The results are very similar to those seen in similar studies in Sweden and Finland...
Dr Holohan emphasised that vaccination was very safe. "It is important that the current vaccination programmes continue to protect children and adults against the serious consequences caused by these preventable diseases," he said. 
Yet according to the Irish Examiner
The condition is most prevalent among 13 to 19-year-olds in Ireland. In 2009 it is understood to have affected five in every 100,000.
That means that one in every 20,000 vaccinated Irish children developed a (usually severe) case of narcolepsy.  Yet it is uncertain if the swine flu shots saved any lives.  
The United States has about 80 million children.  During 2009-10, when swine flu was active for nearly the entire year (rather than a brief flu season) 282 children are reported to have died from flu (all strains of influenza).  IN 2010-11 122 US children are reported to have died from flu (all forms).   In 2011-12 a total of 13 (thirteen) children are reported to have died from flu.

On average, in each of the last three years in the US, 1.7 children per million died from influenza (swine flu and other types).

In Ireland, 50 children per million who received Pandemrix vaccine developed narcolepsy.  Would you call that "very safe"?  I'd like to see Dr. Holohan's risk-benefit analysis.  And how would he comment on preventable vaccine injuries from untested vaccines?

Thursday, April 12, 2012

Drug Data Shouldn’t Be Secret/ NY Times

Having dissected the false claims made for Tamiflu, which the US government stockpiled to the tune of $1.5 Billion dollars, Peter Doshi and Tom Jefferson draw some important conclusions about drug data and regulation in this NY Times Op-ED of April 10:
IN the fall of 2009, at the height of fears over swine flu, our research group discovered that a majority of clinical trial data for the anti-influenza drug Tamiflu — data that proved, according to its manufacturer, that the drug reduced the risk of hospitalization, serious complications and transmission — were missing, unpublished and inaccessible to the research community. From what we could tell from the limited clinical data that had been published in medical journals, the country’s most widely used and heavily stockpiled influenza drug appeared no more effective than aspirin.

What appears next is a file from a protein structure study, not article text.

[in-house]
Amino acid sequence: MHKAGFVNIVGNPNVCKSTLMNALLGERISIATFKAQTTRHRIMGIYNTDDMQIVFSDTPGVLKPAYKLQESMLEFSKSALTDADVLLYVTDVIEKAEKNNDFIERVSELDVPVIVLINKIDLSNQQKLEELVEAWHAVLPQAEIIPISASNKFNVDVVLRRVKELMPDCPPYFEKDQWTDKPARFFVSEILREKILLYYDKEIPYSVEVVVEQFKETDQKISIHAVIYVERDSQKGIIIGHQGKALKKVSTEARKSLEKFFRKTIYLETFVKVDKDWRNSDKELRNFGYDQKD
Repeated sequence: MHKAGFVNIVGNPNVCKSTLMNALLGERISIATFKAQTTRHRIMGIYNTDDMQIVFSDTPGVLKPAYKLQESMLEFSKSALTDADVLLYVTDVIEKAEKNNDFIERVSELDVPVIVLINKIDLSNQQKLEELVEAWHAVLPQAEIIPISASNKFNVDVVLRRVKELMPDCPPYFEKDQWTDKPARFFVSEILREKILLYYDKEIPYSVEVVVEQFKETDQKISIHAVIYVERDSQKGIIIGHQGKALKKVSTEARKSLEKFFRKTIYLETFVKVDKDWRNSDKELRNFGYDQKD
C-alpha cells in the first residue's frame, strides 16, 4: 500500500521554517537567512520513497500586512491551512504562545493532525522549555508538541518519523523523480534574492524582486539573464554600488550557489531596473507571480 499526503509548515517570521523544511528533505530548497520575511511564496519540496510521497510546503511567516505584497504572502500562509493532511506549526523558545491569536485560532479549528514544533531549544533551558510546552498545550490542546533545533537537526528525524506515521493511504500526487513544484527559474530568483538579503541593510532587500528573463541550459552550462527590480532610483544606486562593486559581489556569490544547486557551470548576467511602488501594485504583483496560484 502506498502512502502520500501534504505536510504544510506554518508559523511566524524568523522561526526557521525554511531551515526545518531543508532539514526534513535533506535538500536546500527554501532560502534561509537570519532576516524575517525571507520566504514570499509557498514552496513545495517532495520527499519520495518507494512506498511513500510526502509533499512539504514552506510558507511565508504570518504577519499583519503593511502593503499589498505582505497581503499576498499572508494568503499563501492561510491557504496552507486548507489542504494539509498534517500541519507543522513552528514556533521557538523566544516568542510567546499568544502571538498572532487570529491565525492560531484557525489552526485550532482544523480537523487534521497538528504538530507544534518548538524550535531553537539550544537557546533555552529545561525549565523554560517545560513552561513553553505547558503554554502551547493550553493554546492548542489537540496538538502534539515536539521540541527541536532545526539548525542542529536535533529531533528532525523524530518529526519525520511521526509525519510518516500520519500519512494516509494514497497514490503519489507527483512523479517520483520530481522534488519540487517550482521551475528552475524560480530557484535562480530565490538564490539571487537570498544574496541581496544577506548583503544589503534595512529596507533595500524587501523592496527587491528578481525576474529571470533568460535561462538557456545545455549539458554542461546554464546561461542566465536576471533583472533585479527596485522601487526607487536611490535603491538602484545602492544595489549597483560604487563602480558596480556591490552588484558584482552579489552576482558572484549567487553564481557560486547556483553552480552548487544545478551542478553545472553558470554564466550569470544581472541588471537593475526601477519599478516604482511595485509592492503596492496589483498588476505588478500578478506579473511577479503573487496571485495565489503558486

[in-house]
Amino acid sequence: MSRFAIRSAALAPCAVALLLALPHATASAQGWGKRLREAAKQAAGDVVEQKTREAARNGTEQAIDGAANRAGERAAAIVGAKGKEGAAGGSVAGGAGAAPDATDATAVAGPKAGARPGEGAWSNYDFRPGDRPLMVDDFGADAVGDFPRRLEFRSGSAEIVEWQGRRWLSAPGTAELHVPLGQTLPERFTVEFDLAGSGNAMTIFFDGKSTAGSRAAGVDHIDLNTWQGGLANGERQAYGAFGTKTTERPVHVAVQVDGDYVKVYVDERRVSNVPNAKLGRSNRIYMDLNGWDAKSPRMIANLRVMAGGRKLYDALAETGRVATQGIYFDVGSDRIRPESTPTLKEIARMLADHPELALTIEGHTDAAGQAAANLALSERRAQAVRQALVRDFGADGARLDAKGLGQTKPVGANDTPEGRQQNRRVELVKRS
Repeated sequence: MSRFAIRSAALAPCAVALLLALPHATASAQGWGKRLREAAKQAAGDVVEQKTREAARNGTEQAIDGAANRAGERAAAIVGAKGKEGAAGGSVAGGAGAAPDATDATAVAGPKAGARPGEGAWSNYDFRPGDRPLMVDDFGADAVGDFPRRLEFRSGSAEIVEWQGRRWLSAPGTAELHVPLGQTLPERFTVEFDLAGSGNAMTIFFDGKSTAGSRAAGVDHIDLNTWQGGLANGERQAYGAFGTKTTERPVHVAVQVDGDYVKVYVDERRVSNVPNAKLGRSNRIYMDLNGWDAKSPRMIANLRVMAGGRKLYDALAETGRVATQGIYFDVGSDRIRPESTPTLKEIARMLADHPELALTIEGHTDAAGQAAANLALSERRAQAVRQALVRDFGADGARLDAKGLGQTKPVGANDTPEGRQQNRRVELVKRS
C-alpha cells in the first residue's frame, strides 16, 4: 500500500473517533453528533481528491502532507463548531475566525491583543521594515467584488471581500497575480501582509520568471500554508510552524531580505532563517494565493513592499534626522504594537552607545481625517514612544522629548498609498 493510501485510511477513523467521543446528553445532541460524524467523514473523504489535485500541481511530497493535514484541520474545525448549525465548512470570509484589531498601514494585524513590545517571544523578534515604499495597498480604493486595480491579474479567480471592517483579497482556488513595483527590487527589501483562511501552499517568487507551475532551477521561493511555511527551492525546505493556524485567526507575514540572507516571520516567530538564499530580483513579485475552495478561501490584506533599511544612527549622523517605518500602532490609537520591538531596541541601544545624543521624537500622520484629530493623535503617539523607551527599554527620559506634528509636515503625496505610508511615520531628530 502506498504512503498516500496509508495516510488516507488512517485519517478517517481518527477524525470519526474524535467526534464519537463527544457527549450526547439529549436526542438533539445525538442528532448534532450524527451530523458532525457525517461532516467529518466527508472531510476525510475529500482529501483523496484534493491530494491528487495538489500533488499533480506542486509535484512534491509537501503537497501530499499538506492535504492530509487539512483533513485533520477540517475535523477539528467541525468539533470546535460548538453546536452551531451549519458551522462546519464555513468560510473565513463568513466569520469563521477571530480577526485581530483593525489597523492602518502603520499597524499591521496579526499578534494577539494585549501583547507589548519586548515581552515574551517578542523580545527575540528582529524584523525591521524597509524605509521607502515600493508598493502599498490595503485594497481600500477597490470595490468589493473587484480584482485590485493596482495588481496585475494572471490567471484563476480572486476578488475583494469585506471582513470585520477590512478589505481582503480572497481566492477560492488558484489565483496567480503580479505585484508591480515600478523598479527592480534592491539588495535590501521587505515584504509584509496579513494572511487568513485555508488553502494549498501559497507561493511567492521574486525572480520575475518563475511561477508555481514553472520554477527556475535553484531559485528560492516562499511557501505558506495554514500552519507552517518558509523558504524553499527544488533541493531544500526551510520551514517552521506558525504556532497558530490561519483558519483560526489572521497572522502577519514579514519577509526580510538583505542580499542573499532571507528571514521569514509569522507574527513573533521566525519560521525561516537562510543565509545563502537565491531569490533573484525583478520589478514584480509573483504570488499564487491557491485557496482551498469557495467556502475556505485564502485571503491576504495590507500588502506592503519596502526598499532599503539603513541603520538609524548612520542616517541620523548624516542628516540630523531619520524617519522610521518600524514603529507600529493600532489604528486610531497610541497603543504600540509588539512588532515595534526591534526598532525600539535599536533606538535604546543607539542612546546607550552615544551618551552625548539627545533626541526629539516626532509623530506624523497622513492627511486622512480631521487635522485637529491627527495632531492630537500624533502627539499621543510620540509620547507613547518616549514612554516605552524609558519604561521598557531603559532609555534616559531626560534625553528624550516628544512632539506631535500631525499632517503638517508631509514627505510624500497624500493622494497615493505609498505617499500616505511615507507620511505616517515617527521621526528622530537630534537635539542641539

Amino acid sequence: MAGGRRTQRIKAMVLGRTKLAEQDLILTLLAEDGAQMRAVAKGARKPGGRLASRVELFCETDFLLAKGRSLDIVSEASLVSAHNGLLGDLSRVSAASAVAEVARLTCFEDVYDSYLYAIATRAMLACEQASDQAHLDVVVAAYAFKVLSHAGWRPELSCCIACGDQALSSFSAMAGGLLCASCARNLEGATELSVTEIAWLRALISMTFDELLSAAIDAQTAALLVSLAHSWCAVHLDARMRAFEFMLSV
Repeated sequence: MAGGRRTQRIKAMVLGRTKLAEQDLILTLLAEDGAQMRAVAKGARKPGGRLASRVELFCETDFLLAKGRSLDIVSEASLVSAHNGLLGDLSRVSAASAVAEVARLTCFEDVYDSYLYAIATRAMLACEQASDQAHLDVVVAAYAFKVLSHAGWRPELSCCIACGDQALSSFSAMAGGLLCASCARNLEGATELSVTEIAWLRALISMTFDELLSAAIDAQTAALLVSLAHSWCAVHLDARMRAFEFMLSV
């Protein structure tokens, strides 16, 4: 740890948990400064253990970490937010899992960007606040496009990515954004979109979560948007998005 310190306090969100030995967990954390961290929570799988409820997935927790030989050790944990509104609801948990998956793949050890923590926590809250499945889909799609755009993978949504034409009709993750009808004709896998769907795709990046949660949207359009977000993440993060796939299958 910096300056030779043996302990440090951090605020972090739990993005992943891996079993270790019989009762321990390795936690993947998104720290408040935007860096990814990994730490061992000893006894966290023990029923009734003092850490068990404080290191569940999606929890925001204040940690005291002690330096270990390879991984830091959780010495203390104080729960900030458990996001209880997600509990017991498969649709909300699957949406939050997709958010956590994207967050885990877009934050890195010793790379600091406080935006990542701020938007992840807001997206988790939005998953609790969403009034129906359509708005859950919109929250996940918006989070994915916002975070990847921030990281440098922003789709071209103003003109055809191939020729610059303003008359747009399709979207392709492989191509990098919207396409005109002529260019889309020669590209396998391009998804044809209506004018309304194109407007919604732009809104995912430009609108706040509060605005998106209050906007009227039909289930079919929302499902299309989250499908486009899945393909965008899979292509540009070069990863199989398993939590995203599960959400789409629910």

After we published this finding in the British Medical Journal at the end of that year, Tamiflu’s manufacturer, Roche, announced that it would release internal reports to back up its claims that the drug was effective in reducing the complications of influenza. Roche promised access to data from 10 clinical trials, 8 of which had not been published a decade after completion, representing more than 4,000 patients from every continent except Antarctica. Independent verification of the data seemed imminent. But more than two years later, and despite repeated requests, we have yet to receive even a single full trial report. Instead, the manufacturer released portions of the reports, most likely a very small percentage of the total pages. (One of us, Tom Jefferson, has been retained as an expert witness in a lawsuit relating to some of these issues.)
This is entirely within Roche’s rights. After all, regulators have never required drug or medical device manufacturers to share their data with independent researchers or academics. They are required to show the information only to the regulators themselves, who treat the data as secret.
Some may argue that, because the Food and Drug Administration approves drugs for the United States market based on these data, this is not a major cause for concern. But the actual use of drugs is often driven by assumptions about drug safety and effectiveness put forth by articles in peer-reviewed journals (sometimes written by doctors affiliated with the drug manufacturers) and clinical practice guidelines that can be entirely inconsistent with the F.D.A.’s assessments.